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Influence of total western diet on docosahexaenoic acid suppression of silica-triggered lupus flaring in NZBWF1 mice

  • Kristen N. Gilley ,

    Contributed equally to this work with: Kristen N. Gilley, Kathryn A. Wierenga

    Roles Conceptualization, Data curation, Formal analysis, Investigation, Methodology, Writing – original draft

    Affiliation Department of Food Science and Human Nutrition, Michigan State University, East Lansing, Michigan, United States of America

  • Kathryn A. Wierenga ,

    Contributed equally to this work with: Kristen N. Gilley, Kathryn A. Wierenga

    Roles Data curation, Formal analysis, Methodology, Visualization, Writing – original draft, Writing – review & editing

    Affiliations Department of Biochemistry and Molecular Biology, Michigan State University, East Lansing, Michigan, United States of America, Institute for Integrative Toxicology, Michigan State University, East Lansing, Michigan, United States of America

  • Preeti S. Chauhuan,

    Roles Formal analysis, Investigation, Methodology, Visualization, Writing – review & editing

    Affiliations Department of Food Science and Human Nutrition, Michigan State University, East Lansing, Michigan, United States of America, Department of Biochemistry and Molecular Biology, Michigan State University, East Lansing, Michigan, United States of America

  • James G. Wagner,

    Roles Investigation, Methodology, Software, Visualization, Writing – review & editing

    Affiliations Institute for Integrative Toxicology, Michigan State University, East Lansing, Michigan, United States of America, Department of Pathobiology and Diagnostic Investigation, Michigan State University, East Lansing, Michigan, United States of America

  • Ryan P. Lewandowski,

    Roles Formal analysis, Methodology, Project administration, Resources, Software

    Affiliation Department of Pathobiology and Diagnostic Investigation, Michigan State University, East Lansing, Michigan, United States of America

  • Elizbeth A. Ross,

    Roles Data curation, Resources, Writing – original draft, Writing – review & editing

    Affiliation Department of Food Science and Human Nutrition, Michigan State University, East Lansing, Michigan, United States of America

  • A. L. Lock,

    Roles Data curation, Formal analysis, Methodology, Resources, Writing – review & editing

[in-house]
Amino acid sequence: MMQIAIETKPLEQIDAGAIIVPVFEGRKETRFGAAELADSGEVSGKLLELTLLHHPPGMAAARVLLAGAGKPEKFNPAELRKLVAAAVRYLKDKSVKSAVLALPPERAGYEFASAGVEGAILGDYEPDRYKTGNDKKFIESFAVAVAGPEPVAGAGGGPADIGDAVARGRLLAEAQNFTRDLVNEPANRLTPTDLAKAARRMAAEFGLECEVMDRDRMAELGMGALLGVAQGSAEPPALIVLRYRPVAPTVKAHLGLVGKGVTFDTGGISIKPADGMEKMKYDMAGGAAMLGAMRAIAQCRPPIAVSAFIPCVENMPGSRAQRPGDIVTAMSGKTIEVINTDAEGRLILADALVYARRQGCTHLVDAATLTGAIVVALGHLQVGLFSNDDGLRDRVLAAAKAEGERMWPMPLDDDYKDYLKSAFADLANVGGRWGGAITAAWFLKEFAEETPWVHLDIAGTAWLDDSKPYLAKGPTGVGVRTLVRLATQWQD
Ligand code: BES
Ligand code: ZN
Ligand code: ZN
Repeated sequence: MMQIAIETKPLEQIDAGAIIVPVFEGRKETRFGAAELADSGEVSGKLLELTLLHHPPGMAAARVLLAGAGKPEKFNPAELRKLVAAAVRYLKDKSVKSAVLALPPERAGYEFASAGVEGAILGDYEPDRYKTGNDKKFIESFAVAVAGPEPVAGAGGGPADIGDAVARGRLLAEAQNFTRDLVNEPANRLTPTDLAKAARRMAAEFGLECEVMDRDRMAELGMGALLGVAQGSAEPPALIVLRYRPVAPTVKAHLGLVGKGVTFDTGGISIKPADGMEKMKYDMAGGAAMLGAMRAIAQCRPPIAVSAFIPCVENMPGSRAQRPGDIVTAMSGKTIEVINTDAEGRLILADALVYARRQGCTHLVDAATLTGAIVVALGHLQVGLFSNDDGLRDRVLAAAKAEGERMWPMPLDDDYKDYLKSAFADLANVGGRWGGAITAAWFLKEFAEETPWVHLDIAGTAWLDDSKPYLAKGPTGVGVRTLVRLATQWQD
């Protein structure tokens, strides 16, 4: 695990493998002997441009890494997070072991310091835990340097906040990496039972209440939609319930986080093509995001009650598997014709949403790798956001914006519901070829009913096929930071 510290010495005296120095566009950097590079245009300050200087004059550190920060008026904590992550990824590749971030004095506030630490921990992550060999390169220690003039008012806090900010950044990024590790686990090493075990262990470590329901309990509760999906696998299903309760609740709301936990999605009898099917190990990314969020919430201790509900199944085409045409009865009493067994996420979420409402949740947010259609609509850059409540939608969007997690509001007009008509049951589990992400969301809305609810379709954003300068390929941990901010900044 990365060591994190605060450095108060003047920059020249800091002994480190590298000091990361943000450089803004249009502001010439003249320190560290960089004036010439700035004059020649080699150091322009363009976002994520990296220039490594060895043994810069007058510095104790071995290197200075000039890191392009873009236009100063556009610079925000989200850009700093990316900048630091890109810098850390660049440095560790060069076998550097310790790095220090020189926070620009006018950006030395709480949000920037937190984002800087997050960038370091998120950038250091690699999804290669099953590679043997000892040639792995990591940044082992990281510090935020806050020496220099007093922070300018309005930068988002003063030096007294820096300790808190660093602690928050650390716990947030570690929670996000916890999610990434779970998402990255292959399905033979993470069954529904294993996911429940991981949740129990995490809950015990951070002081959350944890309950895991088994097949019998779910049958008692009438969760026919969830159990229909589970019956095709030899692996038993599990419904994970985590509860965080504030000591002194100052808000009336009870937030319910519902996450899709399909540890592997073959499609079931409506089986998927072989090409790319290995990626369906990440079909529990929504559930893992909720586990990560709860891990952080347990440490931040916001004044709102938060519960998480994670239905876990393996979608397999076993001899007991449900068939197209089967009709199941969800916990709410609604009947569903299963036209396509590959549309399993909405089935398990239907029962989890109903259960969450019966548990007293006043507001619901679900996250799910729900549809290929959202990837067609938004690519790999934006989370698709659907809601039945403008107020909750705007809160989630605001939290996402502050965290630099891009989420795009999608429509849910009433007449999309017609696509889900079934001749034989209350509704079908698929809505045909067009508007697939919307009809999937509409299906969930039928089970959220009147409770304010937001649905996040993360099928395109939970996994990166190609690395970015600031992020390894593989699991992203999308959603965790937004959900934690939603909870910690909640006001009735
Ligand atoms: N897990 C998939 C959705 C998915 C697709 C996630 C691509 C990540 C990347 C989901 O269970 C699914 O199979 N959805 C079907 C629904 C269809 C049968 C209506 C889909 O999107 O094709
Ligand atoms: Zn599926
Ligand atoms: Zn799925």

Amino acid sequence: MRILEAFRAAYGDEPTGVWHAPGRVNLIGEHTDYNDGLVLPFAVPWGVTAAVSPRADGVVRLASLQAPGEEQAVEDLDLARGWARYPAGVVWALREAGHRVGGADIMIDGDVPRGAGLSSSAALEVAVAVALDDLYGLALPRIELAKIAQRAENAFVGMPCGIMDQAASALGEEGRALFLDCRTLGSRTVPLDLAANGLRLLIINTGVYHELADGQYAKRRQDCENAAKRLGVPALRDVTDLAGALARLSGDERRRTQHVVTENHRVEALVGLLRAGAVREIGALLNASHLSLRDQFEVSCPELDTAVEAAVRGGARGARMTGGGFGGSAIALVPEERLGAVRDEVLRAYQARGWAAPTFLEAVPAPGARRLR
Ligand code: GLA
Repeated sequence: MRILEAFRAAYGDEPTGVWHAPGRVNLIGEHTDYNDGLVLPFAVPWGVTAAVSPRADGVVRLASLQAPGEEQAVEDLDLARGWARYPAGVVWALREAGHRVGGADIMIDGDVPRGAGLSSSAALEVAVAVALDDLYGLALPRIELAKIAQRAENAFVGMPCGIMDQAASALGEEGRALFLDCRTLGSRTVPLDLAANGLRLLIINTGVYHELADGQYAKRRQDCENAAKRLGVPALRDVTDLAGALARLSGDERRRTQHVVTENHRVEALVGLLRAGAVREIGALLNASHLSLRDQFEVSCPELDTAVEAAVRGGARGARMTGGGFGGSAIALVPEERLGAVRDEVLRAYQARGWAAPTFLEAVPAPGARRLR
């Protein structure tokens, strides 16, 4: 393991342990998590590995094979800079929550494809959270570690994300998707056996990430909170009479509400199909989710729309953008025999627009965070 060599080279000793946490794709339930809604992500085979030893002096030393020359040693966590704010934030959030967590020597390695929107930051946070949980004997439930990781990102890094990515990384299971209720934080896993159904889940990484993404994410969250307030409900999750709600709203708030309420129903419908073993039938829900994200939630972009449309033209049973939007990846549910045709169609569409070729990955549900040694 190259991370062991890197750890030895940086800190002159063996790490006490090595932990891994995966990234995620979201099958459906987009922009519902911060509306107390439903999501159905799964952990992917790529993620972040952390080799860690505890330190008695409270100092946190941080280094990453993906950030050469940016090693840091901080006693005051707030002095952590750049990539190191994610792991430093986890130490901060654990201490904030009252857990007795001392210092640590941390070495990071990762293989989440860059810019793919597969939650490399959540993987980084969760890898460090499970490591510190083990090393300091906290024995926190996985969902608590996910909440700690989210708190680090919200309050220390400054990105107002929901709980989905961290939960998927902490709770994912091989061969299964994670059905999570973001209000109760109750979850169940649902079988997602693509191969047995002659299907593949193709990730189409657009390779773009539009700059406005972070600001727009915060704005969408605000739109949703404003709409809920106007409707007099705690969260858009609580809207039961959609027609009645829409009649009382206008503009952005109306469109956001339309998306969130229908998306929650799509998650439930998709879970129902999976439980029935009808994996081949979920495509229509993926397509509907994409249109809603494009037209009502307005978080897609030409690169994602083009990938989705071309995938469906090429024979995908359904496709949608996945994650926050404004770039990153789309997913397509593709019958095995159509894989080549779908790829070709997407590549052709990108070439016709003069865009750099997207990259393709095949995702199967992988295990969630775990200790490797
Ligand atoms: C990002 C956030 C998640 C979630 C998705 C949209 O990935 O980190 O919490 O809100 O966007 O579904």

Affiliation Department of Animal Science, Michigan State University, East Lansing, Michigan, United States of America

  • Jack R. Harkema,

    Roles Conceptualization, Data curation, Formal analysis, Investigation, Methodology, Resources, Software, Visualization, Writing – review & editing

    Affiliations Institute for Integrative Toxicology, Michigan State University, East Lansing, Michigan, United States of America, Department of Pathobiology and Diagnostic Investigation, Michigan State University, East Lansing, Michigan, United States of America

  • Abby D. Benninghoff ,

    Roles Conceptualization, Data curation, Funding acquisition, Investigation, Project administration, Visualization, Writing – original draft, Writing – review & editing (ADB); (JJP)

    Affiliation Department of Animal, Dairy and Veterinary Sciences, School of Veterinary Medicine, Utah State University, Logan, Utah, United States of America

  • James J. Pestka

    Roles Conceptualization, Data curation, Funding acquisition, Investigation, Methodology, Project administration, Resources, Supervision, Visualization, Writing – original draft, Writing – review & editing (ADB); (JJP)

    Affiliations Department of Food Science and Human Nutrition, Michigan State University, East Lansing, Michigan, United States of America, Institute for Integrative Toxicology, Michigan State University, East Lansing, Michigan, United States of America, Department of Microbiology and Molecular Genetics, East Lansing, Michigan, United States of America